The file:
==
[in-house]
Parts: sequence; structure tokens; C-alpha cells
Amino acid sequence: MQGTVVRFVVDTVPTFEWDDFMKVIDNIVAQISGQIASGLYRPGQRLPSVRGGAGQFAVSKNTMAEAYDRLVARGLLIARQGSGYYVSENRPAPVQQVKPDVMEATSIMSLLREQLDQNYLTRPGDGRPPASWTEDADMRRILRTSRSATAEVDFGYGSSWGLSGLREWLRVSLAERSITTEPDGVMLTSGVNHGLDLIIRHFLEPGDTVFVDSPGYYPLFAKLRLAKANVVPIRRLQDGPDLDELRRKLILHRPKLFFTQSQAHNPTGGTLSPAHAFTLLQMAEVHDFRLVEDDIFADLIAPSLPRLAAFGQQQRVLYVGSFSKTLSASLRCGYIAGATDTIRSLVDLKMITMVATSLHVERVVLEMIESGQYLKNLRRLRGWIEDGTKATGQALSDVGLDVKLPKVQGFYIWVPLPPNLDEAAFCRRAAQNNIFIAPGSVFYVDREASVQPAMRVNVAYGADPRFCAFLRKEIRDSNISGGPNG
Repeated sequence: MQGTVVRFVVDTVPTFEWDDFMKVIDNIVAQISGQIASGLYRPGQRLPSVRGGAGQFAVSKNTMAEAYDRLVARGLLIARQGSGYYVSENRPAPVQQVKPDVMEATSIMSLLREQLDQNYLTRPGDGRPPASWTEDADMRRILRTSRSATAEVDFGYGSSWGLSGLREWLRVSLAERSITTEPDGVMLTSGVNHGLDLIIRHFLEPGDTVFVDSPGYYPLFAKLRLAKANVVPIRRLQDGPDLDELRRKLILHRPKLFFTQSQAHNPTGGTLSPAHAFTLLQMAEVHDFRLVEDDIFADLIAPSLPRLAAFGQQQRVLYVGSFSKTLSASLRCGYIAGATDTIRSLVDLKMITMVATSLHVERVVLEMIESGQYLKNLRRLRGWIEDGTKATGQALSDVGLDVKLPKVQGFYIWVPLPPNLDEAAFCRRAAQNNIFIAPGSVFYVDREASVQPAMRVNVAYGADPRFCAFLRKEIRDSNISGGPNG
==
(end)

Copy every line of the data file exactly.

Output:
[in-house]
Parts: sequence; structure tokens; C-alpha cells
Amino acid sequence: MQGTVVRFVVDTVPTFEWDDFMKVIDNIVAQISGQIASGLYRPGQRLPSVRGGAGQFAVSKNTMAEAYDRLVARGLLIARQGSGYYVSENRPAPVQQVKPDVMEATSIMSLLREQLDQNYLTRPGDGRPPASWTEDADMRRILRTSRSATAEVDFGYGSSWGLSGLREWLRVSLAERSITTEPDGVMLTSGVNHGLDLIIRHFLEPGDTVFVDSPGYYPLFAKLRLAKANVVPIRRLQDGPDLDELRRKLILHRPKLFFTQSQAHNPTGGTLSPAHAFTLLQMAEVHDFRLVEDDIFADLIAPSLPRLAAFGQQQRVLYVGSFSKTLSASLRCGYIAGATDTIRSLVDLKMITMVATSLHVERVVLEMIESGQYLKNLRRLRGWIEDGTKATGQALSDVGLDVKLPKVQGFYIWVPLPPNLDEAAFCRRAAQNNIFIAPGSVFYVDREASVQPAMRVNVAYGADPRFCAFLRKEIRDSNISGGPNG
Repeated sequence: MQGTVVRFVVDTVPTFEWDDFMKVIDNIVAQISGQIASGLYRPGQRLPSVRGGAGQFAVSKNTMAEAYDRLVARGLLIARQGSGYYVSENRPAPVQQVKPDVMEATSIMSLLREQLDQNYLTRPGDGRPPASWTEDADMRRILRTSRSATAEVDFGYGSSWGLSGLREWLRVSLAERSITTEPDGVMLTSGVNHGLDLIIRHFLEPGDTVFVDSPGYYPLFAKLRLAKANVVPIRRLQDGPDLDELRRKLILHRPKLFFTQSQAHNPTGGTLSPAHAFTLLQMAEVHDFRLVEDDIFADLIAPSLPRLAAFGQQQRVLYVGSFSKTLSASLRCGYIAGATDTIRSLVDLKMITMVATSLHVERVVLEMIESGQYLKNLRRLRGWIEDGTKATGQALSDVGLDVKLPKVQGFYIWVPLPPNLDEAAFCRRAAQNNIFIAPGSVFYVDREASVQPAMRVNVAYGADPRFCAFLRKEIRDSNISGGPNG